believe in something, and you have to do things together to solve this

All along the way, he is smacking people around, these deniers. He
smacked around Paul Ryan earlier by employing his own takers rhetoric.

O`DONNELL: We have that actually. Let`s listen to what he said about
that. Let`s listen.


OBAMA: We do not believe that in this country freedom is reserved for
the lucky or happiness for the few. We recognize that no matter how
responsibly we live our lives, anyone of us at any time may face a job loss
or a sudden illness or a home swept away in a terrible storm. The
commitments we make to each other, through Medicare and Medicaid and Social
Security, these things do not sap our initiative; they strengthen us.


OBAMA: They do not make us a nation of takers. They free us to take
the risks that make this country great.


O`DONNELL: That is such an important point, about how these programs
free us. You know, we don`t all have our grandmothers sleeping in the home
with us because they now have Social Security, Medicare, that changed the
dynamics of poverty among elderly, who used to be the most poverty-stricken
segment of society.

STEIN: And the conversation has been for -- what -- a year and a half
now about the numbers of it, now about the stories of it, which you just
illustrated, about how much this is costing us, what are the long-term
budget impacts of it.

What I was struck by, to go off of Ryan`s premise, in `08, we need to
come together because we`re all rational people and let`s do it for the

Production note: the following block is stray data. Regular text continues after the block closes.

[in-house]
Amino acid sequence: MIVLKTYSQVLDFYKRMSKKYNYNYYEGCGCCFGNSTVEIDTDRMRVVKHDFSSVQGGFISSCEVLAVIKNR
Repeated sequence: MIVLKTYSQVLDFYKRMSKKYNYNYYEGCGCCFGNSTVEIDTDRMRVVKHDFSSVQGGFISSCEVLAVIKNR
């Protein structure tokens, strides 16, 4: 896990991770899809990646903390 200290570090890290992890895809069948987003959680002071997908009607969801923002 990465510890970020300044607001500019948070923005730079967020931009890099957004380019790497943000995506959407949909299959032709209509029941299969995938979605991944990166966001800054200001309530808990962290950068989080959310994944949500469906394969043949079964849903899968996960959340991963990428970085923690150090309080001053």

common good. Now it was, we need to come together because there are
serious problems out there. And climate change is one of them. But there
was other stuff, as well. Gun control was referenced when he talked about
Newtown. Immigration was referenced. He talked about it.

Women`s rights and equal pay, those things -- he said it is time for
the rational majority to say enough with this stuff. Enough with the name
calling. Enough of the climate denial. Enough of the takers versus makers

I thought that was what -- it was almost really an intense pivot, in
some respects, from what was happening in the first three years.

GRIM: The best news might be what wasn`t in there, and that`s being
all hung up about the debt and deficit. He didn`t go on and on and on.
Even in his speech at the convention, he talked about he wanted a grand
bargain, a four trillion dollar deal. So if this is an indication of where
he is going, we`re done with this grand bargain.

STEIN: I want to wait to see what he says in the State of the Union,
because these have to be considered jointly, right.


O`DONNELL: We`ll have you back.

STEIN: OK, good. .

O`DONNELL: No, this is an Inauguration night.

STEIN: I promise original thoughts when I come back for that.

O`DONNELL: Don`t start to reach into a future episode of this show.
The comedy team of Sam Stein and Ryan Grim, thank you both very much for
joining me tonight.

O`DONNELL: Coming up, the president`s call to broaden equality,
hearkening back to Seneca and Selma and Stonewall. Joy Reid and Richard
Wolffe will join me.


O`DONNELL: And now we`re going to take a look at the third and final
Obama dance of the night, where the couple had to dance in front of
millions and millions of people around the world.

Joy Reid, they started off -- the first dance was so stiff I couldn`t
believe it. Did you see the first dance?

JOY REID, MSNBC POLITICAL ANALYST: I was in the second dance, so I
couldn`t see anything --